Now there are number of volunteers who are participating in this initiative, they coordinate different regions. Anna personally helped to find homes for 30 families (average 5 people in each) in the past 3 weeks. There were many more families who were helped by other volunteers.

     

    “It’s been amazing how eager people have been to help! We recently organized a wedding for three marines who after a few weeks in Russian blockade were relocated to Kiev. We learned that they were planning to just go with their fiancées and register their marriage. We decided to at least help find wedding dresses for this special day. I wrote about it in our Facebook page. A lot of women offered their own wedding dresses, but then one wedding salon gave new dresses as gifts to these couples! It was a special treat for the girls to go and try on different dresses and choose the ones perfect just for them! But then participants of Facebook group decided to do more than just dresses. Somebody sponsored buying flowers, somebody bought wedding rings, people volunteered their cars, and Champaign was sent from Odessa and from Kiev! There was a banquet, photographer, and videographer. (See the video of the wedding - youtube.com/watch?v=VApCbCT5ypo). It turned into quite a big events with many TV channels reporting about it! Everything was orchestrated in just two days!

     

    Very often we announce a need on Facebook page and 3 minutes later that need is already met. Facebook has been really instrumental in this rise of volunteer movement in Ukraine.”

     

    Anna is a PR manager, in the end of the summer she has taken a few months off work to spend more time with her kids, to help them transition to a new school. A few months later protests started on Maidan and Anna together with her husband has been actively involved both by being on Maidan and by supporting Maidan with food, clothing, medications, taking injured into her own home, participating in cleaning of the streets after revolution was over. During the coldest months she had a Facebook group “Warm up Maidan” where she coordinated gathering of warm clothing and boots for protesters. Anna and her husband were in Trade Union building helping evacuate the injured minutes before the building was set on fire by riot police.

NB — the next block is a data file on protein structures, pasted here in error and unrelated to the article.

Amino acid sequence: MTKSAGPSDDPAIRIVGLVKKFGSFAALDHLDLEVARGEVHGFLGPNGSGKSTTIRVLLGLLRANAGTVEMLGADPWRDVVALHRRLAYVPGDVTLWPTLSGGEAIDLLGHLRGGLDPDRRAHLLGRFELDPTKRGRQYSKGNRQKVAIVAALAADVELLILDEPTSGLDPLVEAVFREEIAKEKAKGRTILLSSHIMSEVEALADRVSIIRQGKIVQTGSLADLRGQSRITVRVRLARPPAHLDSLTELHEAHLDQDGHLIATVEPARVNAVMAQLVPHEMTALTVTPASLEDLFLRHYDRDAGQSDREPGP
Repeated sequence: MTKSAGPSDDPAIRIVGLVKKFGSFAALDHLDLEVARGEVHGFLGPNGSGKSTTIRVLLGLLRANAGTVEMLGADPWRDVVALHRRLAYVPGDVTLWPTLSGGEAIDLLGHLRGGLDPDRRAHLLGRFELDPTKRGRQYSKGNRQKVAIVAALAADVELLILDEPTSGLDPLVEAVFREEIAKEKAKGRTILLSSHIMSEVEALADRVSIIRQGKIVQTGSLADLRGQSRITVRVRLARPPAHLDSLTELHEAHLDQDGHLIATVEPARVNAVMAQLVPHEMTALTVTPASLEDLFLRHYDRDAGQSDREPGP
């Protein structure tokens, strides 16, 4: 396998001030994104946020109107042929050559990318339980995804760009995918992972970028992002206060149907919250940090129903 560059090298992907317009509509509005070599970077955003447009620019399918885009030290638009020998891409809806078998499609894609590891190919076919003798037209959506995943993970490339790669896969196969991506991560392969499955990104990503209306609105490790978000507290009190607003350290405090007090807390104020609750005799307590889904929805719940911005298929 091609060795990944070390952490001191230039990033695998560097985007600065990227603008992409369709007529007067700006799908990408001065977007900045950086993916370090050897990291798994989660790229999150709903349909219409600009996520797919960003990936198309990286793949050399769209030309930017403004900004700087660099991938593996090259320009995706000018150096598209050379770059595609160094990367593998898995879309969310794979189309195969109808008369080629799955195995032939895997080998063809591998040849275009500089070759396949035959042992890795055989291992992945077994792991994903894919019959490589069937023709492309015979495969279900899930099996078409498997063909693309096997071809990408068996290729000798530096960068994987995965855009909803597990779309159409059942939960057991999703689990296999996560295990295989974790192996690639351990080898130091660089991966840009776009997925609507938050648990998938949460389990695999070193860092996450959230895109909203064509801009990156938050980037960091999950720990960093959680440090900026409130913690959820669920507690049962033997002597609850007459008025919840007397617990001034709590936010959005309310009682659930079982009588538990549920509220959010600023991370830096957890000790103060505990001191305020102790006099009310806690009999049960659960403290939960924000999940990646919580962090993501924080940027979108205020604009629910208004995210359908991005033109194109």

She says that the past few months have been a time of reevaluating what really was important in life. She realized that a lot of things that she had thought she couldn’t do without were really very secondary. “Like going to an expensive restaurant or to a concert or buying a new coat for myself seemed very unimportant when I knew I could spend the money buying a ticket for somebody in Crimea to evacuate their kids or to buy food for Maidan. I discovered that after all, we don’t need that much in life! We should simplify our life and enjoy living each day with a purpose.”

     

    Anna and I talked some more about the amazing volunteer movement that we had seen rising up in Ukraine over the past 4 months. This is so unusual for our culture! I asked Anna if she believed that it would continue when we get through these hard times or we would just go back into our small selfish worlds. Anna and I have agreed that during Maidan people have tasted pleasure of serving each other. They are hooked now! They will not want to stop. There are always going to be some needs that could be met. Just as in the beginning of our conversation Anna said, “we shouldn’t wait for somebody to call on us, we should just respond to the needs we see around us.” This is our country; we are all responsible for its future!